Wish you could take more of your media with you? Samsung’s Galaxy Z Fold 3 makes the case that you can make a larger screen magically materialise for whatever need, and you don’t have to sacrifice much, beyond what you’ve paid for it.
Glance at your phone and you’ll probably recognise the shape and style, much like you would on everyone else’s phone: a device that is more or less all screen, but built with one screen in mind. This is the normal phone, or even the phone that everyone has.
The touchscreen block may as well be the very definition of a phone these days, but it isn’t the only one out there. With the advent of the foldable phone, you can have a screen that folds up to make the phone smaller, or even one that folds open to make the experience bigger to go.
In fact, that last one is precisely where Samsung’s Galaxy Z Fold 3 fits into. The third generation of Samsung’s large folding screen technology, it’s one of a handful of phones like it, folding a big screen into the body of something much, much smaller.
Granted, you’ll pay for it, with a cost edging close to the the $2500 mark, but depending on what you want from a phone, the Fold 3 might be the ideal hybrid device for on the go fun. Is the Galaxy Z Fold 3 the foldable worth checking out, or does it still have room for improvement?
Appearing like two phones hinged together, the Z Fold 3 may bring to mind what Samsung offered in last year’s Z Fold model, the Z Fold 2. And that probably won’t surprise you, because it is a similar phone.
While Samsung has changed a few things about the feature set, the design is similar, with a slim screen on the outside and a wide foldable screen on the inside, slim bezels, and a metal frame and hinge.
It’s a similar looking phone no matter how you look at it, but the feature set is a little different, and that matters a great deal.
Fortunately the tech inside has changed a little, and that matters, too.
You’ll find an eight-core Qualcomm Snapdragon 888 inside the Fold 3, with support for 5G over the Sub-6 standard, working with 4G networks, as well. Samsung has equipped the Fold 3 with 12GB RAM and either 256GB or 512GB, with no microSD slot, so pick wisely.
It arrived with Android 10 at launch, but by the time we reviewed ours, Android 11 was available, and now we’re just waiting for Android 12.
Software aside, the hardware is what you want to talk about, specifically focusing on the screens. There are two of them here, with a 6.2 inch HD+ Dynamic AMOLED display sporting the unorthodox resolution of 2268×832 and a 120Hz smooth adaptive refresh rate, while the inside gets a 7.6 inch flexible Dynamic AMOLED display, running at 2208×1768 and that 120Hz adaptive refresh rate, as well.
Technically, the Z Fold 3 comes with five cameras, sporting three main rear cameras and two selfie camera. For the former, there are three 12 megapixel cameras handling standard-wide at F1.8, ultra-wide at F2.2, and 2x telephoto at F2.4, while the selfie cameras see a front-facing camera on the outside of the phone as a 10 megapixel built into the slim 6.2 inch display, and another 4 megapixel camera hidden under the top-right corner of the 7.6 inch display.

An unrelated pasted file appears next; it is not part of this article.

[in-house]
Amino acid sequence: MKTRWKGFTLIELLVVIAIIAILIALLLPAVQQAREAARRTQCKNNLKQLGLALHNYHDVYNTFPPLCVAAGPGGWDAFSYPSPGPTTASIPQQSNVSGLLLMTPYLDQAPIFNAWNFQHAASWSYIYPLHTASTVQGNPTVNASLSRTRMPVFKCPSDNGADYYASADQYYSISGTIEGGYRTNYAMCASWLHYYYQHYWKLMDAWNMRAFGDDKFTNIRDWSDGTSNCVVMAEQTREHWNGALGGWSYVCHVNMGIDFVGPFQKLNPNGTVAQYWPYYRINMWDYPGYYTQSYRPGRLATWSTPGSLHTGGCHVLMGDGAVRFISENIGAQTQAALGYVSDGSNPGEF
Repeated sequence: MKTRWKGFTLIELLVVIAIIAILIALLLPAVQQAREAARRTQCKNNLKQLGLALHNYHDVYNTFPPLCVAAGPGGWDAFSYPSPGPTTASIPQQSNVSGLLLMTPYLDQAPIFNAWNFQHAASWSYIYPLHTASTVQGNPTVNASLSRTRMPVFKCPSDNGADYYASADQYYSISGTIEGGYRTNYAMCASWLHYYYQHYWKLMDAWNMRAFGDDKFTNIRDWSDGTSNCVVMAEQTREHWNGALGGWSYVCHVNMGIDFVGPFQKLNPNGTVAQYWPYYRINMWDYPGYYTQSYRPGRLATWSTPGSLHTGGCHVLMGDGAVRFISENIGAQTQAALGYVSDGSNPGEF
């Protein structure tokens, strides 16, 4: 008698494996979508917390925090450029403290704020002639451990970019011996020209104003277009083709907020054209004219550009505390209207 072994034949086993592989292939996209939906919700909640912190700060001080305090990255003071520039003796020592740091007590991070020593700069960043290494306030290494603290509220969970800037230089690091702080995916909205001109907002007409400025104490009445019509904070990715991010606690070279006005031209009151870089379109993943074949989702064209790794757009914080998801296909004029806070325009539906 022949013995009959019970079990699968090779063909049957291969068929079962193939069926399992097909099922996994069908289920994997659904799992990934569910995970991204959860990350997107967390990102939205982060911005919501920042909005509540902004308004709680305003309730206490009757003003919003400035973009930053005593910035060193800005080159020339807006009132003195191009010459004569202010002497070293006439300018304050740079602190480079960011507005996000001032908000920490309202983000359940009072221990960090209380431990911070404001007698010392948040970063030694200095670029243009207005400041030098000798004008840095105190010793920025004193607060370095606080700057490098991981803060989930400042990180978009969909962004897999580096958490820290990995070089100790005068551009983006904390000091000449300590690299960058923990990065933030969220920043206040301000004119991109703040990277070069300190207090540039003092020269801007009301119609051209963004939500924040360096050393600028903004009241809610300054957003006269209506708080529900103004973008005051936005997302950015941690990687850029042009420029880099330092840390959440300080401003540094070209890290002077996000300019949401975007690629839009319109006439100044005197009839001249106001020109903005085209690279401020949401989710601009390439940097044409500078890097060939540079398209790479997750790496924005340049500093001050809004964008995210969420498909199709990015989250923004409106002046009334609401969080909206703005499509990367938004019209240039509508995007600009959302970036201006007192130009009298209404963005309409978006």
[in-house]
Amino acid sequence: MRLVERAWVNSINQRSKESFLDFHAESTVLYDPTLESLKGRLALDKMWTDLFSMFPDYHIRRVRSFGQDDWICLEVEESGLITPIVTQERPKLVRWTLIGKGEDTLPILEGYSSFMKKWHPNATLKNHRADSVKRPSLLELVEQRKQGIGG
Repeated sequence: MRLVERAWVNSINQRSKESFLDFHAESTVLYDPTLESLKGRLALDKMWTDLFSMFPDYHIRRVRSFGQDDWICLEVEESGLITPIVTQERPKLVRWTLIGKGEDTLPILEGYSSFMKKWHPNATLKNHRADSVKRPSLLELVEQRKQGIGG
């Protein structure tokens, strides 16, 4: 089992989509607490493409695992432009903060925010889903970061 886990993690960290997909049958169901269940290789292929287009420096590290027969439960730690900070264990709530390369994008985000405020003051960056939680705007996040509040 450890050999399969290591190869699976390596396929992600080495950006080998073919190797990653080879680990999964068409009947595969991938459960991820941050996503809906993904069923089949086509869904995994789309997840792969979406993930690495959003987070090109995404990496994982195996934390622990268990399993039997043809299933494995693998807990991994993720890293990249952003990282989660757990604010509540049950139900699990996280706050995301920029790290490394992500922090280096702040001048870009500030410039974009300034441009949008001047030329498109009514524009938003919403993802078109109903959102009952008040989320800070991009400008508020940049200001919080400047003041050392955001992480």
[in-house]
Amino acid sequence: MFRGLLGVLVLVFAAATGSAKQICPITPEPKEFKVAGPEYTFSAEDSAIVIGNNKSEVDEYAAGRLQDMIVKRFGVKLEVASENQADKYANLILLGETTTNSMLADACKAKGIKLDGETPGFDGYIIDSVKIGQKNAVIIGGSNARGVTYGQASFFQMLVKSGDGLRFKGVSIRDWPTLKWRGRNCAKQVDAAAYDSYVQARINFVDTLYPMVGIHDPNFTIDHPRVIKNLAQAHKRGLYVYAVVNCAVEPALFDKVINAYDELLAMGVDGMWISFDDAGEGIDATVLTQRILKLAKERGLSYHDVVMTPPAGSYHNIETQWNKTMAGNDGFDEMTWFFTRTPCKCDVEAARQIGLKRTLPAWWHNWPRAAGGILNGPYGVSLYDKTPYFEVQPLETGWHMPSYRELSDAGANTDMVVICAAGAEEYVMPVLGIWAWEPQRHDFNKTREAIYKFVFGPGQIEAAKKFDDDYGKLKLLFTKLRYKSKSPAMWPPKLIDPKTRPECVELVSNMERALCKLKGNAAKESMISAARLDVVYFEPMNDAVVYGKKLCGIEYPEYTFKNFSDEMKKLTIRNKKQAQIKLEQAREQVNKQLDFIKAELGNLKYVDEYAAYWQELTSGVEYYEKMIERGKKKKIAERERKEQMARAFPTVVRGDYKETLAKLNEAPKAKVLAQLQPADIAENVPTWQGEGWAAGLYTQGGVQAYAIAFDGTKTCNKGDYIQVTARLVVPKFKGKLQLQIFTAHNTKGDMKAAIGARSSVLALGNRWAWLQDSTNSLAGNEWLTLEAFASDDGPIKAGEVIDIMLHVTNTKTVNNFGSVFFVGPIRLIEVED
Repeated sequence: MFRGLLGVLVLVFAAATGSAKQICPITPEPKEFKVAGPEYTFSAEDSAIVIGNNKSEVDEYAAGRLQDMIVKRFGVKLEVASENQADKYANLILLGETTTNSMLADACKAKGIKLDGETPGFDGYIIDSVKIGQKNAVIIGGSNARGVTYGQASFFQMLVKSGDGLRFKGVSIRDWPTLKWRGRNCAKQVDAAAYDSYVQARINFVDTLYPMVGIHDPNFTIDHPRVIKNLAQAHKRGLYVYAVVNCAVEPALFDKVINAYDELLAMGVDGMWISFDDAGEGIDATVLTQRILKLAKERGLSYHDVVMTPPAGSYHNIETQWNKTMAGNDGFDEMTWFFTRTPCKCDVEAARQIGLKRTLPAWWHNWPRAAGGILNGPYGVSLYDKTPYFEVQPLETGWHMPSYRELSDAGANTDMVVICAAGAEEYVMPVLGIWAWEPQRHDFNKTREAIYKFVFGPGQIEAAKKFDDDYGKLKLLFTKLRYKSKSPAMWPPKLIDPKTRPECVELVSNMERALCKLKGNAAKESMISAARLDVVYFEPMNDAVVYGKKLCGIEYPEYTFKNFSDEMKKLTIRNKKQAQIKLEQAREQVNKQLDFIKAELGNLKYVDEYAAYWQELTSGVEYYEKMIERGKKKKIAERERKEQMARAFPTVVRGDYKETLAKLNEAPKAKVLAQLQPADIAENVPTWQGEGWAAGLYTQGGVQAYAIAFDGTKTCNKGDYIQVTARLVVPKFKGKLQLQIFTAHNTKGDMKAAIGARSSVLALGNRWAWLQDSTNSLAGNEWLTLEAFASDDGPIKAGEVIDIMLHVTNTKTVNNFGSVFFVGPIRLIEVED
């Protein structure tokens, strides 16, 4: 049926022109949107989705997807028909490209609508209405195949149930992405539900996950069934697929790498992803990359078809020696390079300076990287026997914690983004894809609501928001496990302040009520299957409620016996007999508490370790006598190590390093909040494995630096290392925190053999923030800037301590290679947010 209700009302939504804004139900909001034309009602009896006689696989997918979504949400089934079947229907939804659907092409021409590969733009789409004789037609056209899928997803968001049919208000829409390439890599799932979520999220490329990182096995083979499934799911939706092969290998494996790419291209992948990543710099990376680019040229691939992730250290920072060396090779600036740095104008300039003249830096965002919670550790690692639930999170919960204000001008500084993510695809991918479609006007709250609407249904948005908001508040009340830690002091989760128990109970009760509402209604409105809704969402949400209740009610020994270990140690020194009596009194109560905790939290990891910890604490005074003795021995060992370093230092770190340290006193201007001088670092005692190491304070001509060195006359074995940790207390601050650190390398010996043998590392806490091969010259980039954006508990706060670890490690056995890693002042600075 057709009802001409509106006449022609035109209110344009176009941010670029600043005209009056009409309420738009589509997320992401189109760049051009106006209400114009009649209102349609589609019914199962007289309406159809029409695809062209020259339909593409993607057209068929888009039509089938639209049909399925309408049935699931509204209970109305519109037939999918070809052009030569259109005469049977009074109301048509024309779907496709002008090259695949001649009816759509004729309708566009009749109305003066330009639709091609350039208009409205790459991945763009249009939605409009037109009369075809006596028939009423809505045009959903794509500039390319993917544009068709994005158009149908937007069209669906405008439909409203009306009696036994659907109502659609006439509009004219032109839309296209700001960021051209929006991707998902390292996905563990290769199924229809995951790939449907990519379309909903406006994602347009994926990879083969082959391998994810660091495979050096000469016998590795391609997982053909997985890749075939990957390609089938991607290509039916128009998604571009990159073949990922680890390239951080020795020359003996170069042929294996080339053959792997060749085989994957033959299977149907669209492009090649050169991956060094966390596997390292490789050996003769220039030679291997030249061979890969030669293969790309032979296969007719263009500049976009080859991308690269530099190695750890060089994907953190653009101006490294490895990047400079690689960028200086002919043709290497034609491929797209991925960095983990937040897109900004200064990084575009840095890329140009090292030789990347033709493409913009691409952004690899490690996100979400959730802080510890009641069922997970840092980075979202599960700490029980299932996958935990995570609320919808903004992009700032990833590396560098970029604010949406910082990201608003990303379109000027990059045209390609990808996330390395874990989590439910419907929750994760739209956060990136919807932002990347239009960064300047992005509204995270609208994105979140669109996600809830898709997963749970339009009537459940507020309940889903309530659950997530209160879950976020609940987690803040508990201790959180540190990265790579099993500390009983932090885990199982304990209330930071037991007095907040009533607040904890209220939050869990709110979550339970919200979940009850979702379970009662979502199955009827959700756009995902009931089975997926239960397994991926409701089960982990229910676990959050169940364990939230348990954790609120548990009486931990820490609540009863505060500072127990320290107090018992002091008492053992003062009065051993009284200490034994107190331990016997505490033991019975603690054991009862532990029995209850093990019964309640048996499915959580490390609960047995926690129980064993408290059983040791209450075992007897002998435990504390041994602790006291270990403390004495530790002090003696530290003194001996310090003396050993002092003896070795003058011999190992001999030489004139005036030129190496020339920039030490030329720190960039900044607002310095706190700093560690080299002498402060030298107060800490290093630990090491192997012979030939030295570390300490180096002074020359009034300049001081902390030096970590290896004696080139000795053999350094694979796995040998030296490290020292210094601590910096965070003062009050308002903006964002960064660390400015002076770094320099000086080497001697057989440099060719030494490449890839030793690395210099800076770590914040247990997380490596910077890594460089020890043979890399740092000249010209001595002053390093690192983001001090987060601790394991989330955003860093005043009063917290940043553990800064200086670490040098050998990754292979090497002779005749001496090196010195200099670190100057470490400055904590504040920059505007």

Connection-wise, there’s 4G, 5G, Bluetooth, WiFi 6, GPS, Near-Field Communication (NFC) and USB Type C for charging, data transfer, and heaven forbid if you want to plug in Type C headphones or a converter to let you do it.
It’s also the first large foldable phone from Samsung to support water resistance, getting the IPX8 resistance level, meaning it’ll handle up to 1.5 metres of fresh water for up to half an hour, while the glass is protected by Gorilla Glass Victus, as well. The water resistance is possibly the most impressive durability feature for the foldable, offering something missing in action on last year’s model.
Also missing in action last year was S-Pen support, which is found in the Z Fold 3. If you have an older S-Pen or you go buy one, you’ll find you can scribble on the inside screen, filling in the gap left by the omission of a “Galaxy Note” model this year.
Beyond this, there’s a 4400mAh battery, wireless charging, reverse wireless charging (handy if you have earphones you want to charge on the back of your wearable), a fingerprint sensor under the power button, and support for Dolby Atmos through the speaker system.
With two screens on the Z Fold 3, you’ll find two distinct ways of using the phone, and that’s before you get to the S-Pen.
There’s the first screen, which is just like using a phone. Granted, you get a very tall screen, different from most phones because it’s not as wide as others, even if the length is about the same. At 6.4 inches, it’s a big screened phone lacking in width, but easily usable all the same.
Then there’s the second screen, which folds out to reveal a 7.6 inch display more like a tablet, and using this is a little different.
You can use it just like a tablet, poking and prodding apps as you would a phone, and you can even grab an S-Pen, which works on the screen. And then, depending on the app or phone feature, you can fold the Z Fold 3’s screen at its hinge and use the bottom section as a controller for the top section, like using an on-screen keyboard in one section or playing games with the controllers at the bottom and the game screen at the top.